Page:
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Long Exposure Tips For Beginners To Utilize
To begin, long exposure seascape photography is a hugely rewarding genre of photography. It is achieved through the use of very dark pieces of glass called neutral density filters.
Once placed in front of your camera they drastically reduce the light hitting your sensor. As a result, the photographer needs to dramatically increase his or her exposure times.
I have been focusing on this for a number of years and my main area of interest has been seascapes due to their dreamlike nature. Seas turn to mist and clouds form streaks across the sky.
For some of us, the other worldly results seen on the back of our cameras can be so startling that we are immediately hooked.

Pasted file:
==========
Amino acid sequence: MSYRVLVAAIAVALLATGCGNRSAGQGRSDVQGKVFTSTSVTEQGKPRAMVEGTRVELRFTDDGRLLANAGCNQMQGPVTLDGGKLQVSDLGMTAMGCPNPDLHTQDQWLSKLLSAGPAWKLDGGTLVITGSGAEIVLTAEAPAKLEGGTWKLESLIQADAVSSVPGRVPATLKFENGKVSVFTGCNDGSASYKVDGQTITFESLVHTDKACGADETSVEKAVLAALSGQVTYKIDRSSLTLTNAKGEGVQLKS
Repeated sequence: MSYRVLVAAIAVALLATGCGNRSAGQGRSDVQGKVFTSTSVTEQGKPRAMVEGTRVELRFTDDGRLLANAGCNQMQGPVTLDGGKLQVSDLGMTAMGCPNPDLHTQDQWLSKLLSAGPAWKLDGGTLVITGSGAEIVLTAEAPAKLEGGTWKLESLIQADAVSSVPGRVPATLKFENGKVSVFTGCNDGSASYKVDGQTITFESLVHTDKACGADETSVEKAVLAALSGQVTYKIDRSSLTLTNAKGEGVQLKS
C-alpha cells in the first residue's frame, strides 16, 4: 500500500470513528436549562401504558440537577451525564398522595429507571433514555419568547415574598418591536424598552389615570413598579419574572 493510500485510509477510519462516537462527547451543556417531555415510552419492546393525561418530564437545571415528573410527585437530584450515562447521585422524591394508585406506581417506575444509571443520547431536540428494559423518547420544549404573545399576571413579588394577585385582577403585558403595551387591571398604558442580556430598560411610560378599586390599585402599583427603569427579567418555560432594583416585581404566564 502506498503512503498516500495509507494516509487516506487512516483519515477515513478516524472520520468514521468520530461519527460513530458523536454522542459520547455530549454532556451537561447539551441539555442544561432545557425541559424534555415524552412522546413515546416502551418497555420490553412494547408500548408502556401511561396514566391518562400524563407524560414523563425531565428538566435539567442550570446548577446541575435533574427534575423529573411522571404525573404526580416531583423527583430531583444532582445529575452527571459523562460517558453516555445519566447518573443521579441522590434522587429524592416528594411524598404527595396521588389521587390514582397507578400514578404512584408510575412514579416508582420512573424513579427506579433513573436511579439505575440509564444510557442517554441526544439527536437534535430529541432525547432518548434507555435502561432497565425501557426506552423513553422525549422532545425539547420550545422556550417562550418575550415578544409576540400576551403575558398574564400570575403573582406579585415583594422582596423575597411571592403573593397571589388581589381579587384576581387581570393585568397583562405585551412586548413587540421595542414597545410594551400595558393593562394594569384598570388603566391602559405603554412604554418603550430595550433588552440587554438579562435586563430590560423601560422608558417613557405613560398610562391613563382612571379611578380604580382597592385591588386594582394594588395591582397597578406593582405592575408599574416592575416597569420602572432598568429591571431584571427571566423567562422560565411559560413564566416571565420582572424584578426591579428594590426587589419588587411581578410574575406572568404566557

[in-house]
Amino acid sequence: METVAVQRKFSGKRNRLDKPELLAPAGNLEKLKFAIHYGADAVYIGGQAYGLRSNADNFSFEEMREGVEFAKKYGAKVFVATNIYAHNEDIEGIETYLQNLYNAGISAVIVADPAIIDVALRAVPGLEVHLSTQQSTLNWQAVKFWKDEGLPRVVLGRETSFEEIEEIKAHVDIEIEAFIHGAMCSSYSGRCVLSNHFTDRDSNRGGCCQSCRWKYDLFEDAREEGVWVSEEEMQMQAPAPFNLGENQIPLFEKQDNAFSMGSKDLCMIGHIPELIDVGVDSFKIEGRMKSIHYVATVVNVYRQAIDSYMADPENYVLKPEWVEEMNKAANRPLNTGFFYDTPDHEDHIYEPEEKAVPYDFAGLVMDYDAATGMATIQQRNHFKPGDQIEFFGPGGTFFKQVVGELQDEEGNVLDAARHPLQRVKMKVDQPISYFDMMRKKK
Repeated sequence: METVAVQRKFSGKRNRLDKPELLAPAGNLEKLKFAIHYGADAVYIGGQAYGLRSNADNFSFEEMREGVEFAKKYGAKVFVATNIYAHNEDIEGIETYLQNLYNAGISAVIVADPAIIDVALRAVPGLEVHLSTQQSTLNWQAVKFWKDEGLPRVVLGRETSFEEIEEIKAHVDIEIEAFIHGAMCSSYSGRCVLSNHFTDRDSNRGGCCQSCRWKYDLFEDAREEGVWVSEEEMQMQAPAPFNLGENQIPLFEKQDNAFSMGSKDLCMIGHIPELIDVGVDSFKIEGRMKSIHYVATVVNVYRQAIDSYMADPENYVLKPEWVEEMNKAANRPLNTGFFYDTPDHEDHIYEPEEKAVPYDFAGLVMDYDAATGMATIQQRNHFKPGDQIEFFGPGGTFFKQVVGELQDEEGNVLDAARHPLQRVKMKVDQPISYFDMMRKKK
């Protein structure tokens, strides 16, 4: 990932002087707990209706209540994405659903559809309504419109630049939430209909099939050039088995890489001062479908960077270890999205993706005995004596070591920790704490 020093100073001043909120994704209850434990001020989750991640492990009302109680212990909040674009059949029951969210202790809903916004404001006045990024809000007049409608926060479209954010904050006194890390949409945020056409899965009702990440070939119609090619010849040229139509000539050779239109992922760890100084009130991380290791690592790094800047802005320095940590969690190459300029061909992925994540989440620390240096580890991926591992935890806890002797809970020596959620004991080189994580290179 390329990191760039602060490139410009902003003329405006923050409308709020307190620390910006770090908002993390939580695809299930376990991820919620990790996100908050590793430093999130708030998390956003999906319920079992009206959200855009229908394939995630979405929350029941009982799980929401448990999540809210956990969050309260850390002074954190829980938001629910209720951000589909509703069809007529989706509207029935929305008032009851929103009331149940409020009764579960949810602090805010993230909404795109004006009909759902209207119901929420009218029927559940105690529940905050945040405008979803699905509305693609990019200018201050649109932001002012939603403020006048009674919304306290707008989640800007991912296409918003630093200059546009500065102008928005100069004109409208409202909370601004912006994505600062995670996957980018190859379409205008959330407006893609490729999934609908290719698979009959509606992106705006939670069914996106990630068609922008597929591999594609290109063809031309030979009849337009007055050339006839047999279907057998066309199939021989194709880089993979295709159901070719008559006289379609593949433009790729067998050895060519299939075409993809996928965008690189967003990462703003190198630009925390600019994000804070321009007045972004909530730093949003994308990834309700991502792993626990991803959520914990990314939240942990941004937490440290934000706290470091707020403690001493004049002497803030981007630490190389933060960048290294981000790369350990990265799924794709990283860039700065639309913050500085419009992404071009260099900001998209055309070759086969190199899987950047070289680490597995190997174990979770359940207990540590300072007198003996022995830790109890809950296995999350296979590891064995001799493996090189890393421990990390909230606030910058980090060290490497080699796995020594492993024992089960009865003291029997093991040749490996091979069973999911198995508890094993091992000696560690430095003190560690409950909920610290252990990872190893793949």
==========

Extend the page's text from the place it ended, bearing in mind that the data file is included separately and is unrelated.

It is not a difficult subject to become proficient at but does need a little practice. I would like to pass on a couple of hints and tips I have learnt along the way to anybody starting out.
1. Learn To Expose Correctly
I have seen many new starters arrive at a scene and just pop a 10 stop neutral density filter on the front of their lens and release the shutter. They are then baffled and/or disappointed with either blown highlights or dark shadows in the final exposure.
They have missed the first fundamental step in landscape photography – learning to balance the light between the foreground and the sky. This can be achieved through the use of split graduated neutral density filters or by combining several exposures in post processing. I personally recommend these in field application of filters.
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